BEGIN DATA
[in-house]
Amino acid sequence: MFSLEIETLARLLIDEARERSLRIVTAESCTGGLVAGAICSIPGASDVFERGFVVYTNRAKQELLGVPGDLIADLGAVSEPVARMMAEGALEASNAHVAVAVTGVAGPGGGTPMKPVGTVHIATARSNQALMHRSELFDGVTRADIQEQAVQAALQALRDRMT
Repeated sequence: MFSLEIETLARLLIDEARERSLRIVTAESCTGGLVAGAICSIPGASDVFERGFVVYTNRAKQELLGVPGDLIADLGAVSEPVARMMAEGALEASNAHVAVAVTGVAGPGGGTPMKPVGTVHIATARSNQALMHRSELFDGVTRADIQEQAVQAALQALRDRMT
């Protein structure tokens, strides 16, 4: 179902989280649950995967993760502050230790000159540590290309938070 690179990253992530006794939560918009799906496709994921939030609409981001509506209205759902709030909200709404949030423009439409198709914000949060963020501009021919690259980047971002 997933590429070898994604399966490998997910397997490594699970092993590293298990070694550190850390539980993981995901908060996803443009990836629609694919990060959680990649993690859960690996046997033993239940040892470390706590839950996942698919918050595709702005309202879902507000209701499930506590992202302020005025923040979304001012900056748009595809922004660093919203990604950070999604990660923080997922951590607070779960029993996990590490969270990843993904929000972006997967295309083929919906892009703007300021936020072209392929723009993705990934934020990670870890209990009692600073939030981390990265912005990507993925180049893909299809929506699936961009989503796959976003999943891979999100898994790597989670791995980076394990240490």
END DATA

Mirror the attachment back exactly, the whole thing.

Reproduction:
[in-house]
Amino acid sequence: MFSLEIETLARLLIDEARERSLRIVTAESCTGGLVAGAICSIPGASDVFERGFVVYTNRAKQELLGVPGDLIADLGAVSEPVARMMAEGALEASNAHVAVAVTGVAGPGGGTPMKPVGTVHIATARSNQALMHRSELFDGVTRADIQEQAVQAALQALRDRMT
Repeated sequence: MFSLEIETLARLLIDEARERSLRIVTAESCTGGLVAGAICSIPGASDVFERGFVVYTNRAKQELLGVPGDLIADLGAVSEPVARMMAEGALEASNAHVAVAVTGVAGPGGGTPMKPVGTVHIATARSNQALMHRSELFDGVTRADIQEQAVQAALQALRDRMT
């Protein structure tokens, strides 16, 4: 179902989280649950995967993760502050230790000159540590290309938070 690179990253992530006794939560918009799906496709994921939030609409981001509506209205759902709030909200709404949030423009439409198709914000949060963020501009021919690259980047971002 997933590429070898994604399966490998997910397997490594699970092993590293298990070694550190850390539980993981995901908060996803443009990836629609694919990060959680990649993690859960690996046997033993239940040892470390706590839950996942698919918050595709702005309202879902507000209701499930506590992202302020005025923040979304001012900056748009595809922004660093919203990604950070999604990660923080997922951590607070779960029993996990590490969270990843993904929000972006997967295309083929919906892009703007300021936020072209392929723009993705990934934020990670870890209990009692600073939030981390990265912005990507993925180049893909299809929506699936961009989503796959976003999943891979999100898994790597989670791995980076394990240490």